How to get a free ride on the world’s fastest-growing stock market

A massive stock market bubble, which has seen the U.S. stock market soar more than 300 percent over the past year, is being exploited by some to make a quick buck.

A new study published Monday by the International Finance Corporation suggests that a handful of top financial firms are profiting from a loophole that lets them buy up to 1 percent of a company’s stock in a bid to boost its value and drive up its market cap.

In other words, if a firm wants to buy up a company and boost its market value, it can do so without paying anything to the stockholders, who would have no say in the matter.

The IFC study found that four firms that have been selling shares of their firms to investors have received $9.6 billion in fees for the privilege.

One of the companies is CFO Capital Group, which owns the Boston Red Sox baseball team.

Its stock price soared more than 6,300 percent from March through April, while the Red Sox were on the brink of losing the World Series.

The firm’s CEO, Robert A. McGlothlin, has been the target of protests by members of the sports world.

McGlothlen is currently under fire from the Red Wings’ fans, who have staged a “die-in” outside his office.

“I’ve always been a big believer in fairness and equity, but I don’t believe in giving away any of our stock to anyone,” McGlotlin told The Hill in an interview in November.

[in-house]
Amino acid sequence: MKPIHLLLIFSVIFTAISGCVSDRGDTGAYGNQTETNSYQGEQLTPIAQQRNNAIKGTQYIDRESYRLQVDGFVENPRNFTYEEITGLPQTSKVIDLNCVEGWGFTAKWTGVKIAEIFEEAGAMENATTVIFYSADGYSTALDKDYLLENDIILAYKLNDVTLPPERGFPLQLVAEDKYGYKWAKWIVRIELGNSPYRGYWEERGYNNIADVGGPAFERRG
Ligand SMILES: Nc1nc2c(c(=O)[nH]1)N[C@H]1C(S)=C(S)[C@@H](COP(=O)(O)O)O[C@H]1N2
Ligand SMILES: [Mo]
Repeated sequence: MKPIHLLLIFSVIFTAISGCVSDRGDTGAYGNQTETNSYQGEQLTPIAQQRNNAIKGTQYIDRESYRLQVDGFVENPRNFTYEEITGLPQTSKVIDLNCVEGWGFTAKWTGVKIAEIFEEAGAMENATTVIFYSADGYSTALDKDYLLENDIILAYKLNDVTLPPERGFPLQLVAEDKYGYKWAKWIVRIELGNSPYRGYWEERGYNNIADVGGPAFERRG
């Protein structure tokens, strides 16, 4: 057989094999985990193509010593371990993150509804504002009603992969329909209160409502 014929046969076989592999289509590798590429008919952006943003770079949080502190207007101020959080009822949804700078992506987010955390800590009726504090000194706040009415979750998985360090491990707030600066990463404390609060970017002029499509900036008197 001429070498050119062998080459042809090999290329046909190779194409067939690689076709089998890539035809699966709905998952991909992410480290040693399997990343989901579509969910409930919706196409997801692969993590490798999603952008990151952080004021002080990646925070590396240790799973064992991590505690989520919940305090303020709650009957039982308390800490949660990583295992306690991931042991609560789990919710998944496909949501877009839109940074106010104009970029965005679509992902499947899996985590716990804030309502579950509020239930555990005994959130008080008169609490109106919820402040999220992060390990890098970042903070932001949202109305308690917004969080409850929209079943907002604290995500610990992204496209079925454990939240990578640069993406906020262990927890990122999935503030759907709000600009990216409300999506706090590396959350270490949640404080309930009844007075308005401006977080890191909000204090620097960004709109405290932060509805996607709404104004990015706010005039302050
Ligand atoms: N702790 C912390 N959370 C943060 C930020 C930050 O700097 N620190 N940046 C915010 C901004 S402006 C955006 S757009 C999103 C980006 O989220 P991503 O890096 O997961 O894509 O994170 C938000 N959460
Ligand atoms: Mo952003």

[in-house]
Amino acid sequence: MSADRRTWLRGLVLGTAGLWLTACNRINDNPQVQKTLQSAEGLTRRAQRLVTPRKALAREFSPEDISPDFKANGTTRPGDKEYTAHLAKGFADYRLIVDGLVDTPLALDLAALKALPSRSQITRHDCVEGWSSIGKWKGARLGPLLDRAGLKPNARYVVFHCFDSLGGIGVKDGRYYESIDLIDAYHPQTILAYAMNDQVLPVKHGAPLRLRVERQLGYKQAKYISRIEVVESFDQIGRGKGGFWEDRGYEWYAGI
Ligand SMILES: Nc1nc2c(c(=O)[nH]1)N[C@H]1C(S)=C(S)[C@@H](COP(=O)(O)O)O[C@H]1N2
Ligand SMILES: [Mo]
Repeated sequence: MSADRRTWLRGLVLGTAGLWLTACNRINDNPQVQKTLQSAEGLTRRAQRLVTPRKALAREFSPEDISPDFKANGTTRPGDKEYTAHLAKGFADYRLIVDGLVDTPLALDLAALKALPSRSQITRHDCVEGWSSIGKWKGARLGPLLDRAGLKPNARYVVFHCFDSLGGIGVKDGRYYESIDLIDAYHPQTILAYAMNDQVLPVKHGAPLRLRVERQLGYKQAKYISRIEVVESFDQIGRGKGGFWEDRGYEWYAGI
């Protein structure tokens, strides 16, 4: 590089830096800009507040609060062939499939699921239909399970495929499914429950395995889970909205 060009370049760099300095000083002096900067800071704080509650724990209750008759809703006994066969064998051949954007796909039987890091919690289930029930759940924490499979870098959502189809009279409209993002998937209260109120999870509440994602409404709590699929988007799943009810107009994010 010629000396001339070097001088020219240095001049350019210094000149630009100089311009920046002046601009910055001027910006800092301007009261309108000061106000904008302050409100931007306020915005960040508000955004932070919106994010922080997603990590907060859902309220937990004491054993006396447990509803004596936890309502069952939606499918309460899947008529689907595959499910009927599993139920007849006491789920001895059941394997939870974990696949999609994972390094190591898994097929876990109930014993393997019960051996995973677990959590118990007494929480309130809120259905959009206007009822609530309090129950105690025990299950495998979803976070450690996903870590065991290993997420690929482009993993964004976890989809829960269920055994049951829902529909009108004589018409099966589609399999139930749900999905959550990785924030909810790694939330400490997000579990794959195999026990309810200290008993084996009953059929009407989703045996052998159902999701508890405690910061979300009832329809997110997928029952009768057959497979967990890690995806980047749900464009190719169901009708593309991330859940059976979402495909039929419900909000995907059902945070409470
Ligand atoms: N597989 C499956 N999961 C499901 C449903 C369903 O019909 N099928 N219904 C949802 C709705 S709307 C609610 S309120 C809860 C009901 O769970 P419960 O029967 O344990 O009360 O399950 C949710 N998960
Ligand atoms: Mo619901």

Some of the firms in the study were also among the top 10 earners in their industry, with shares worth up to $9 billion.

Other firms in this category are Citigroup, Bank of America, and JPMorgan Chase.

According to the IFC report, the top ten firms in terms of total fees were Citi Group, BankofAmerica, JPMorgan Chase, and Citigroup.

Citi Group earned $7.2 billion in total fees from March to April, and Bank of Americans earned $5.9 billion in the same period.

JPMorgan Chase earned $3.9 million, while Citigroup earned $1.9.

These firms have been on the receiving end of criticism from members of Congress and the public alike for what some call an unethical profit-making scheme.

Congresswoman Jackie Speier (D-Calif.), the ranking member of the House Financial Services Committee, said she was “furious” that the firms were allowed to make so much money from such an unscrupulous way to manipulate the market.

“These firms are selling stock in the hopes that they’ll get some short-term profit,” Speier said on Capitol Hill.

“That’s not what the market is about.

If these firms are so good at manipulating the market, why is it they’re profiting off of the financial system?”